If I hadn’t had that realization and recommitted myself to making the Volume 246 sports section the best it’s ever been I would not have cultivated meaningful relationships within the Athletics Department and developed the section and writers as successfully as I had wanted to. I would not have realized that this job is fun and that no matter how unorthodox it might be or how much my school work suffers because of it, I want to pursue a career in sports and want my Stanford career to be shaped by my involvement in The Daily. Sportswriter Jimmy Cannon once said, “sports is the toy department of life.” Nowadays sports are a lot more than just entertainment. It provides a career not just for the athletes that play the sports but also for countless other individuals that work in the sports industry. It’s a rare industry in which a passion can become a profession.
All of my professional contacts and mentors at Stanford are through Stanford athletics. All of the life lessons and real world experiences that I’ve had at Stanford have been through Stanford sports. It’s safe to say that I’ve found my niche at Stanford, something that not everyone who graduates from here can say. Because I stopped worrying about what everyone else at Stanford was accomplishing I was able to justify spending so much time forgoing classwork to better The Daily and spend time in the Stanford Athletics offices.
I’ve mentioned before in columns that I used to be a USC football fan before I saw the light. But strangely enough, I might not be writing this column or even working for The Daily if it weren’t for my Dad giving me a USC football notebook at the age of eight. Since I couldn’t attend the away games, I would watch them on TV with my dad and I would write down a play by play account of everything that happened in the game. I did this for about three years until my blossoming flair for sports journalism subsided. When I started writing in that book I didn’t know where it would end up, but I knew that it was fun. Now, I sit here ready to move on from my stint as Managing Editor of Sports and become Executive Editor, delving even deeper into the world of journalism outside of “the toy department”.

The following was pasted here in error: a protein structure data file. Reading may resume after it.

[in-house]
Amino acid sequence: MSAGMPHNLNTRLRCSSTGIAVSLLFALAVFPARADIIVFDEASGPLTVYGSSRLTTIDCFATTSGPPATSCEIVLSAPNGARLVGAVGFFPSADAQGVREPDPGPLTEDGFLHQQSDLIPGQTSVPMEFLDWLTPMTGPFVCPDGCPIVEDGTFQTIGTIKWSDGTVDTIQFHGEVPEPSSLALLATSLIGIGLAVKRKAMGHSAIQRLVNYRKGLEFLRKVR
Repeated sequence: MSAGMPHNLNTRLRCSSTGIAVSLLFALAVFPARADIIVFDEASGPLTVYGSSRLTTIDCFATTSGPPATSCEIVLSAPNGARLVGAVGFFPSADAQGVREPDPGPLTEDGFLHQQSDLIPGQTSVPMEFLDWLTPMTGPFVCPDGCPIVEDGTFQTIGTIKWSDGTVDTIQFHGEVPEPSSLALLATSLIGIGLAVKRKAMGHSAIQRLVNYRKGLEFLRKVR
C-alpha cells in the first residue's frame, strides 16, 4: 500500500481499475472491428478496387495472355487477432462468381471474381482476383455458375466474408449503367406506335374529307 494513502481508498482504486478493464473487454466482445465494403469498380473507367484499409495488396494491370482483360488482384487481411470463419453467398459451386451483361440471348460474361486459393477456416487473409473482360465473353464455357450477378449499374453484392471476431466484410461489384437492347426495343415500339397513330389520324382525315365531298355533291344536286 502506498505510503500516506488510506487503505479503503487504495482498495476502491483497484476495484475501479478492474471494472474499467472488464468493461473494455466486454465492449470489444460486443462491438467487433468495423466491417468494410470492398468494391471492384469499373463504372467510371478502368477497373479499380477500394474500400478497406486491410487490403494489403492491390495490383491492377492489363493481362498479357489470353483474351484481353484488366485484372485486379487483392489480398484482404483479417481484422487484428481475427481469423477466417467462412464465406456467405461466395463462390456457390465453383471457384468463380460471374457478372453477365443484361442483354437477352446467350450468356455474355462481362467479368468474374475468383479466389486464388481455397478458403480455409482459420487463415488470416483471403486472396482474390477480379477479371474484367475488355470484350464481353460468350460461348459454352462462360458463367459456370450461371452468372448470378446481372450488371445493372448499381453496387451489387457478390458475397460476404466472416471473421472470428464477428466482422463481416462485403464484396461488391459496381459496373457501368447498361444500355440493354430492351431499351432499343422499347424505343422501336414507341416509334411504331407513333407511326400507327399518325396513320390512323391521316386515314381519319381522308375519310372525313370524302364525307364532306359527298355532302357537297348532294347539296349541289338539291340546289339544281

It’s hard to justify at times prioritizing The Daily over schoolwork and I struggle with balancing the two constantly. But I made the decision that my time at Stanford would be filled with more satisfaction and less “I wish I would haves”. My change in mindset may no longer motivate me to stretch myself thin and work myself into a panic attack (this is a good thing), but what it has allowed me to do is to engage in a culture that is energizing and exciting and adds life to my time at Stanford. I encourage everyone to adopt some semblance of this mindset, because “there ain’t nothing wrong with being irresponsible” (Curtis Grimes).
On behalf of all the editors and readers, we’re gonna miss you Ashley, even if we don’t share your love of country music. Contact Ashley Westhem at awesthem ‘at’ stanford.edu